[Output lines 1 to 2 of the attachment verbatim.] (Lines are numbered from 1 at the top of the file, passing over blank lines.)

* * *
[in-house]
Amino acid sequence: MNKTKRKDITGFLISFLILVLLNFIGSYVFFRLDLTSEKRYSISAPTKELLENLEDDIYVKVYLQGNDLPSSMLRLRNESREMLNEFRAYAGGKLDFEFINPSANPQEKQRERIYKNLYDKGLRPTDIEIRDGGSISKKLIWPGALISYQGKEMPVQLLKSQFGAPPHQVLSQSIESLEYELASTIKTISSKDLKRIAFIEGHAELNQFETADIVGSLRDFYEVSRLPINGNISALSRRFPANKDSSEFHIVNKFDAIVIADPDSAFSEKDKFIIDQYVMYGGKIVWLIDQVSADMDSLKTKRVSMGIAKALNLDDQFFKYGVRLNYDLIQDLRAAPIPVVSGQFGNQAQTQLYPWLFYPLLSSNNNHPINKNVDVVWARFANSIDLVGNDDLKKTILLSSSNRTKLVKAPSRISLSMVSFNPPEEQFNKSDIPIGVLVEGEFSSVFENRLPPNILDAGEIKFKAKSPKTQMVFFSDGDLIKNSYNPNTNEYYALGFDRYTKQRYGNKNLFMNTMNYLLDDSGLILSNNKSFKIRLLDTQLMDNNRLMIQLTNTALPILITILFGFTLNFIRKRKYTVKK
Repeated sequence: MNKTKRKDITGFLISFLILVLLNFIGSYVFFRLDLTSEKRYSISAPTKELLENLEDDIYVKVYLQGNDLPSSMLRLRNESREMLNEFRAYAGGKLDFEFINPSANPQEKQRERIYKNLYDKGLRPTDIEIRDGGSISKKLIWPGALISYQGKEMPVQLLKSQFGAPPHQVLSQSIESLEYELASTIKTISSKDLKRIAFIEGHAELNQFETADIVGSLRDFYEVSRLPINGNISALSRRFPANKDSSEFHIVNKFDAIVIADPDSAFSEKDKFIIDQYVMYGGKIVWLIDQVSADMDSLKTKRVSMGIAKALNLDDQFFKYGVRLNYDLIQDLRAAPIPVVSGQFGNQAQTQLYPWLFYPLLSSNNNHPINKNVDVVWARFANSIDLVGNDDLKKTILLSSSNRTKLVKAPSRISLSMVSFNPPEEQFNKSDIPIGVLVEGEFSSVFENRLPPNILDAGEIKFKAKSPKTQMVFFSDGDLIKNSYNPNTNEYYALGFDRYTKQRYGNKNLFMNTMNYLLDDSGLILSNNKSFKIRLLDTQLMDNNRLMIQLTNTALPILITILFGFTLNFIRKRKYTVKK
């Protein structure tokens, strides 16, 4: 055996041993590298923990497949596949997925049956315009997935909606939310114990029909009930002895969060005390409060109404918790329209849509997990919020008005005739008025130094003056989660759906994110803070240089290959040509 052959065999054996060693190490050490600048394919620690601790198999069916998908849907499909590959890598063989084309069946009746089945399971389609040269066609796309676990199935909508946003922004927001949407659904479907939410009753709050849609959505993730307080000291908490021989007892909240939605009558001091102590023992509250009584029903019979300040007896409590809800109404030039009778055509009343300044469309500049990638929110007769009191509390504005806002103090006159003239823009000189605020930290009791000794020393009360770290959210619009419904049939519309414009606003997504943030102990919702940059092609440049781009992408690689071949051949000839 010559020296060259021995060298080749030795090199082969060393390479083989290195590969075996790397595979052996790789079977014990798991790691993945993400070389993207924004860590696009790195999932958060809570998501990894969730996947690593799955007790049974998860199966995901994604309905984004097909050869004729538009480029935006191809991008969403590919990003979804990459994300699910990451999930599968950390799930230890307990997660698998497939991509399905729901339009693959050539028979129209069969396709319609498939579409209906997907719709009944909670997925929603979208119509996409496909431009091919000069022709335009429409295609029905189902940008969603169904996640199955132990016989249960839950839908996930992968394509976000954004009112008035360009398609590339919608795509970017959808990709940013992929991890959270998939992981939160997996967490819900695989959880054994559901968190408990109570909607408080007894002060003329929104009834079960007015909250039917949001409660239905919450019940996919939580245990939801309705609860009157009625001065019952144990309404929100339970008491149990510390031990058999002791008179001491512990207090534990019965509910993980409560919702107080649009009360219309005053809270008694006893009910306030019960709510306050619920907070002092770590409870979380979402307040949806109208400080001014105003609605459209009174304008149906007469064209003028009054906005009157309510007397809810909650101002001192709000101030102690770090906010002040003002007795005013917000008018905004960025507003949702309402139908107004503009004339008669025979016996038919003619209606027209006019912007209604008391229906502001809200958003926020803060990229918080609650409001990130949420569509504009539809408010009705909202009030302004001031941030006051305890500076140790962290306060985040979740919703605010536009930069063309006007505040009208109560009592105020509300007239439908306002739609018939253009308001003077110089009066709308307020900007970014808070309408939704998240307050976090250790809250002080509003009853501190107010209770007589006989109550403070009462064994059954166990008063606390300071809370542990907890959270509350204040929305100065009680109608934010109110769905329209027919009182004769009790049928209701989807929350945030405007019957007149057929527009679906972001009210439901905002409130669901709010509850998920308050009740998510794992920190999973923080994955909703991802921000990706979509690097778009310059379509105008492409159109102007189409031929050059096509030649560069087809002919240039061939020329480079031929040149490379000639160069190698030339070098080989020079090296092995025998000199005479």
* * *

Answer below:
[in-house]
Amino acid sequence: MNKTKRKDITGFLISFLILVLLNFIGSYVFFRLDLTSEKRYSISAPTKELLENLEDDIYVKVYLQGNDLPSSMLRLRNESREMLNEFRAYAGGKLDFEFINPSANPQEKQRERIYKNLYDKGLRPTDIEIRDGGSISKKLIWPGALISYQGKEMPVQLLKSQFGAPPHQVLSQSIESLEYELASTIKTISSKDLKRIAFIEGHAELNQFETADIVGSLRDFYEVSRLPINGNISALSRRFPANKDSSEFHIVNKFDAIVIADPDSAFSEKDKFIIDQYVMYGGKIVWLIDQVSADMDSLKTKRVSMGIAKALNLDDQFFKYGVRLNYDLIQDLRAAPIPVVSGQFGNQAQTQLYPWLFYPLLSSNNNHPINKNVDVVWARFANSIDLVGNDDLKKTILLSSSNRTKLVKAPSRISLSMVSFNPPEEQFNKSDIPIGVLVEGEFSSVFENRLPPNILDAGEIKFKAKSPKTQMVFFSDGDLIKNSYNPNTNEYYALGFDRYTKQRYGNKNLFMNTMNYLLDDSGLILSNNKSFKIRLLDTQLMDNNRLMIQLTNTALPILITILFGFTLNFIRKRKYTVKK